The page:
DBV Technologies has posted results from a midphase trial of its milk allergy candidate Viaskin Milk. The study detected a statistically significant desensitization to milk among a subgroup of participants, although the overall data set leaves questions unanswered as DBV prepares to discuss the next steps with regulators.
Investigators enrolled 198 children aged 2 to 17 in the trial and randomized them to receive one of three doses of Viaskin Milk or placebo. The study aimed to show wearing a Viaskin Milk patch every day for a year desensitizes patients to milk by exposing the patients to dry milk proteins.
DBV thinks the data support this idea. The French biotech’s upbeat reading of the results is based on the performance of the 38 children aged 2 to 11 years old who received the middle, 300 µg dose of Viaskin Milk. Almost 58% of those participants were classed as responders, compared to 32.5% of the kids of the same age in the placebo cohort. That resulted in a p value of 0.042.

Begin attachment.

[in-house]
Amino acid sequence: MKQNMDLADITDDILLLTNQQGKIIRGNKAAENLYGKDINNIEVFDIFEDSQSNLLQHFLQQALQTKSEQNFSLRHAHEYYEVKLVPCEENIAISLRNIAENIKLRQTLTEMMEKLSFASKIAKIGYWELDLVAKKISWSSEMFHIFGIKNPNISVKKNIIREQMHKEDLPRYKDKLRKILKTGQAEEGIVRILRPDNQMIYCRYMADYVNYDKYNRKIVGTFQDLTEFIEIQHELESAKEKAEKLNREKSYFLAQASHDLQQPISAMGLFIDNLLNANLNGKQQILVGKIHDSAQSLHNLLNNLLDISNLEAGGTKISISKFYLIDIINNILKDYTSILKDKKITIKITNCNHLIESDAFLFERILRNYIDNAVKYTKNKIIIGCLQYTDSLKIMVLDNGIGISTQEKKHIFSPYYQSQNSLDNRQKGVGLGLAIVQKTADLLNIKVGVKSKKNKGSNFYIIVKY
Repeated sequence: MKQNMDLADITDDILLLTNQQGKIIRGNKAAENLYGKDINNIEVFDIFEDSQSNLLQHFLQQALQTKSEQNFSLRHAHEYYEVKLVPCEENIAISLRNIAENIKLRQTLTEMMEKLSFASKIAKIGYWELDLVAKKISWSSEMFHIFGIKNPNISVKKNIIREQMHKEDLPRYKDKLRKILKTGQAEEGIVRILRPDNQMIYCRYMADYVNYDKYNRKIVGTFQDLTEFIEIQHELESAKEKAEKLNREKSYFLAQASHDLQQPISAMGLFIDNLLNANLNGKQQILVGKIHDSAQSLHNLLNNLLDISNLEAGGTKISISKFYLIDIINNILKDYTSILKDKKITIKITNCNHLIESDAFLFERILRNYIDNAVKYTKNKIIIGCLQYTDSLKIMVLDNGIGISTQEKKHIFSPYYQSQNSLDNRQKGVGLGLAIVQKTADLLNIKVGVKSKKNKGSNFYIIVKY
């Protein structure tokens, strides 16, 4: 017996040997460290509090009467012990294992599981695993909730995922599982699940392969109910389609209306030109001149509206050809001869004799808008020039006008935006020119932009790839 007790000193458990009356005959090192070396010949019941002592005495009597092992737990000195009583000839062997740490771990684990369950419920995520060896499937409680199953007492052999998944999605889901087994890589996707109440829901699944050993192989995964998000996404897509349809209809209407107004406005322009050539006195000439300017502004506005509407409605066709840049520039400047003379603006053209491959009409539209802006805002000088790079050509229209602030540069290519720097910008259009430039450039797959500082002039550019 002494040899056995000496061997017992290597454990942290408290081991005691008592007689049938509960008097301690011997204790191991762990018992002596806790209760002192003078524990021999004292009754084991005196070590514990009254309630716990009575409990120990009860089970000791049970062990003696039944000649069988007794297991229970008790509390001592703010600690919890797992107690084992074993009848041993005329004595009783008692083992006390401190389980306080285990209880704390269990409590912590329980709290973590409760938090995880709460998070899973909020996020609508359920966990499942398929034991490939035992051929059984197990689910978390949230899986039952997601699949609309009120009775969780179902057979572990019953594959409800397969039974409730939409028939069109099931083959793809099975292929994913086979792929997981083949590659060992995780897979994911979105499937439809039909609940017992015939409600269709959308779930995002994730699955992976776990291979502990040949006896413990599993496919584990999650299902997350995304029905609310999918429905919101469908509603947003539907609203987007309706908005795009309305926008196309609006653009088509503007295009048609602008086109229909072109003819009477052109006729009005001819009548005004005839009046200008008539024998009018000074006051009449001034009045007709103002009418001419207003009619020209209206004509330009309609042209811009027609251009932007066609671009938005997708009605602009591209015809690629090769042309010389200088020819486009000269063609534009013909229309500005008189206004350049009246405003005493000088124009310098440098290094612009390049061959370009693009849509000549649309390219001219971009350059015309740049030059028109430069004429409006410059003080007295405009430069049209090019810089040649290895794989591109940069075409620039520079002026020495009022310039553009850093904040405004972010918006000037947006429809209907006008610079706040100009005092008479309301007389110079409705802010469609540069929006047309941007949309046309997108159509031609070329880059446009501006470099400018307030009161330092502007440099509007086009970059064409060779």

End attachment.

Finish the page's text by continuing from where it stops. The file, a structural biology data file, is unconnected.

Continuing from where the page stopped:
Analysts at Jefferies called that finding “highly encouraging” and investors drove DBV’s stock up 8% in after-hours trading. Given the propensity for kids to spontaneously get over milk allergies, thereby driving up the response rate in the placebo arm, DBV faced an uphill struggle going into the trial.
Other parts of the data are less compelling, though. No dose-dependent effect was seen—the 500 µg dose struggled to beat the 150 µg regimen, let alone the 300 µg arm—and none of the doses achieved statistical significance once adolescents were factored in. Earlier communications from DBV referred to a trial of children and adolescents aged 2 to 17 but the firm split the population in two for the final analysis.
Those issues will be irrelevant if the 300 µg dose in kids aged 2 to 11 years old truly is the sweet spot for Viaskin Milk. But the noise in the data set leaves scope for doubts about how the drug will perform in a phase 3 trial. DBV plans to meet with regulators to discuss the design of that trial later this year. As it stands, the plan is to test the 300 µg dose in kids aged 2 to 11 years old.